This morning, the Obama administration announced its intention to halt deportation and allow work authorization for nearly one million undocumented immigrants: those who arrived in the U.S. before the age of 16, are younger than 30 years old, and have graduated from high school or have military service. The election year decision is certain to appeal to Latino groups, who overwhelmingly support the DREAM Act while opposing the Obama administration’s expansive deportation efforts.

While the recession has disproportionately harmed Latino communities—and many Latinos are disappointed with Obama’s failure to vigorously pursue comprehensive immigration reform—the president already commands near-2008 levels of support among Latino voters, perhaps due to Romney’s hardline immigration positions. Given that Obama is already near his 2008 standing among Latino voters, it is unclear whether he has much more room for growth. So how much of an effect will today’s announcement really have?

While Obama already possesses an overwhelming share of the Latino vote, enthusiasm and turnout are still a challenge. Latinos vote at a substantially lower rate than the rest of the country; Gallup’s tracking poll has consistently shown Hispanic voters less likely to indicate that they will “definitely vote,” compared to other racial/ethnic groups. Although there is some evidence that Hispanics were already beginning to tune into the race, there is still plenty of room for the president to benefit from rejuvenated Latino enthusiasm.

Increased Latino turnout is the most likely benefit that Obama could derive from this position, but don’t discount the possibility that Obama could make additional gains among Latino voters, even beyond his impressive 2008 performance. McCain had a moderate reputation on immigration issues, even if he abandoned comprehensive reform in pursuit of the GOP nomination. Romney’s stances on immigration are even less palatable to Latino voters, and it’s unclear whether most Latino voters are aware yet of Romney’s most controversial stances. Most polls suggest there are more undecided Latino voters than other racial/ethnic groups, and Romney is generally polling below McCain’s eventual standing among Latino voters. If Obama won an outsized share of undecided Latino voters, he could perform better among Latinos than he did in 2008, even if that seems unlikely given the economic circumstances.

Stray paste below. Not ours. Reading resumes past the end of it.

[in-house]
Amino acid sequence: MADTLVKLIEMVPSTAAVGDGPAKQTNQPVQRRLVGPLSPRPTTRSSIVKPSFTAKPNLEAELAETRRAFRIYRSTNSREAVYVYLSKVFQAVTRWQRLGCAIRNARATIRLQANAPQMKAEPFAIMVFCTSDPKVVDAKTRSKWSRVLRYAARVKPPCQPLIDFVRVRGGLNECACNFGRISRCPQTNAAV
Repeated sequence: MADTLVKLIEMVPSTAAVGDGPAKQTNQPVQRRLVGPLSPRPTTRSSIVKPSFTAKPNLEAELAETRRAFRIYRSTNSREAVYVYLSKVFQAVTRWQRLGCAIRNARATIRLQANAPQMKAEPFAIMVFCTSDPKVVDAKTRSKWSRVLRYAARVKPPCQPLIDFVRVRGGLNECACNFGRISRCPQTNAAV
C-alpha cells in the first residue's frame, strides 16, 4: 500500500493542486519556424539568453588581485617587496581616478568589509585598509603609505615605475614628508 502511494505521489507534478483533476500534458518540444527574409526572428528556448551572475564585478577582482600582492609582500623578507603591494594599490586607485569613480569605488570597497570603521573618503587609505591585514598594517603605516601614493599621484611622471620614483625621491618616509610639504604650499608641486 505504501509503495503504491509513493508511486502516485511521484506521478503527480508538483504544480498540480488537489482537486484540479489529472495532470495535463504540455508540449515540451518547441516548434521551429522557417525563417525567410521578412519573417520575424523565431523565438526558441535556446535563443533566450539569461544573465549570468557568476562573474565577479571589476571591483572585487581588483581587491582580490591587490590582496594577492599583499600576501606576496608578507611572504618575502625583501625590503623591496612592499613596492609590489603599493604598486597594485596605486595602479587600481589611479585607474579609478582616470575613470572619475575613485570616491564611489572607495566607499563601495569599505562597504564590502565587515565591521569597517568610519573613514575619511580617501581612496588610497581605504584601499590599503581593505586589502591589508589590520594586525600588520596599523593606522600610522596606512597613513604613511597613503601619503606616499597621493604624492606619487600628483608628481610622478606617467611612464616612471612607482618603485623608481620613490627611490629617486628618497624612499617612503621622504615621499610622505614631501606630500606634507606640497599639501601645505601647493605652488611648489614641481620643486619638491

This places Romney in a dangerous position. The Romney campaign recognizes the danger of losing an outsized share of the Latino vote, and there was already chatter about a Rubio-led GOP version of the DREAM act. Obama’s new policy has preempted such a move, and Romney now faces the delicate task of appeasing conservatives while avoiding alienating the Latino vote. Romney’s criticism might focus on Obama’s decision to exercise executive authority, rather than pass a bill through Congress—but voters are uninterested in process and Latinos will likely interpret opposition as opposition.

The next few weeks represent one of Obama’s best opportunities to consolidate the Latino vote. Even if Romney emerges unscathed from today’s news, the Supreme Court’s upcoming decision on Arizona’s controversial immigration law might again place him on the defensive. The timing of today’s move allows Obama to ameliorate Latino concerns about his commitment to immigration reform before the Court rules on the divisive Arizona law, which Romney depicted as a potential “model for the nation.”

If Romney loses the election despite a historic performance among white voters, the Latino vote could be considered the decisive factor. Bush won 40 percent of Hispanic voters in 2004; if Romney was doing that well today among Hispanics, his standing could be as much as a net-2 percentage points better nationally. Since Obama’s historic candidacy dooms Republicans to only the smallest sliver of the African American vote, Latinos will stand out as the group that could have provided Romney the presidency, if only Republicans had managed modest gains in an extremely favorable political and economic climate.